With the roll out of Windows 10, Microsoft announced that all Office 365 subscribers would be receiving unlimited storage space on their OneDrive account. It is now clear that this is not the case and no matter what storage plan you are in, get ready to deal with disappointment.

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In an initial announcement on the OneDrive blog, Chris Jones, Vice President of the OneDrive division made it clear:

Today, storage limits just became a thing of the past with Office 365. Moving forward, all Office 365 customers will get unlimited OneDrive storage at no additional cost. We’ve started rolling this out today to Office 365 Home, Personal, and University customers. The roll out will continue over the coming months.

Fast forward a year and Microsoft has retracted it all and put new terms in place. What you need to know is that no matter what storage plan you have, it will change, yes, even the free storage is getting a decrease:

  • There will no longer be an unlimited storage plan for Office 365 subscribers, whether it’s a Home, University, or Personal account.
  • 100GB and 200GB plans are being scrapped and being replaced with a 50GB plan that will cost you $1.99 (about R27.43).
  • Free OneDrive storage will be reduced from the already 15GB space, to 5GB. This includes the 15GB camera roll incentive that will be scrapped completely.

Going forward, Microsoft will roll out these changes to new and existing users by the following means:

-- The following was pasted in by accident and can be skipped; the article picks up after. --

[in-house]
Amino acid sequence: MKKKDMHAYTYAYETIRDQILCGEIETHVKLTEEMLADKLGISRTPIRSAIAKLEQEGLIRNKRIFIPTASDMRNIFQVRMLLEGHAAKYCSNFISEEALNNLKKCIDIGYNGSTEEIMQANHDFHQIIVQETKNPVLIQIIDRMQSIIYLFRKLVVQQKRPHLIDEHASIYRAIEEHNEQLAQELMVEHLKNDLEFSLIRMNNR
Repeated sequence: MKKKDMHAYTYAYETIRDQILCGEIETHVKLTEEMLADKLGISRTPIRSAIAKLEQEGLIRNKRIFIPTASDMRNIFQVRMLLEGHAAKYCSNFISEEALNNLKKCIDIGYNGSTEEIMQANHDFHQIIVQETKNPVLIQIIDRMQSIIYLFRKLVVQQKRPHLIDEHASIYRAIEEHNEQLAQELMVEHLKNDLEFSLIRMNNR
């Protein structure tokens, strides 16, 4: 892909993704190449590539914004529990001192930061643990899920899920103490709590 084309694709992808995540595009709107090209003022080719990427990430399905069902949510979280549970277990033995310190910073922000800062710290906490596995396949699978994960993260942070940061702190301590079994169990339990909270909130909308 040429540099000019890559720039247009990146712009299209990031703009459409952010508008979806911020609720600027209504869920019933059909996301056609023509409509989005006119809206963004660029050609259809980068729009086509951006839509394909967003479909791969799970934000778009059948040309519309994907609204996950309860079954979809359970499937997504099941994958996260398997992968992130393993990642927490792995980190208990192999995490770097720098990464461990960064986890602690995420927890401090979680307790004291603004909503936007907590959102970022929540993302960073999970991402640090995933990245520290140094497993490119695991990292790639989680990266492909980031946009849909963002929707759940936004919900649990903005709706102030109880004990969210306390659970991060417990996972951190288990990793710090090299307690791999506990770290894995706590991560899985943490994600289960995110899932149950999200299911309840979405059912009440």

• 1TB storage users will be notified that they can keep their storage for 12 months, after which it will be replaced with the new plans.
  • Anyone with a current Office 365 plan can cancel it and will be refunded the remaining amount.
  • Any users who makes use of the free storage option will be able to continue accessing their files for at least 12 months after the changes go into effect. They will also be given the opportunity to redeem a 12 month Office 365 personal subscription which includes a 1Tb storage plan.

Microsoft blames greedy users for the change in service. This is according to the latest statement:

Since we started to roll out unlimited cloud storage to Office 365 consumer subscribers, a small number of users backed up numerous PCs and stored entire movie collections and DVR recordings. In some instances, this exceeded 75 TB per user or 14,000 times the average. Instead of focusing on extreme backup scenarios, we want to remain focused on delivering high-value productivity and collaboration experiences that benefit the majority of OneDrive users.

This is why we can’t have nice things.

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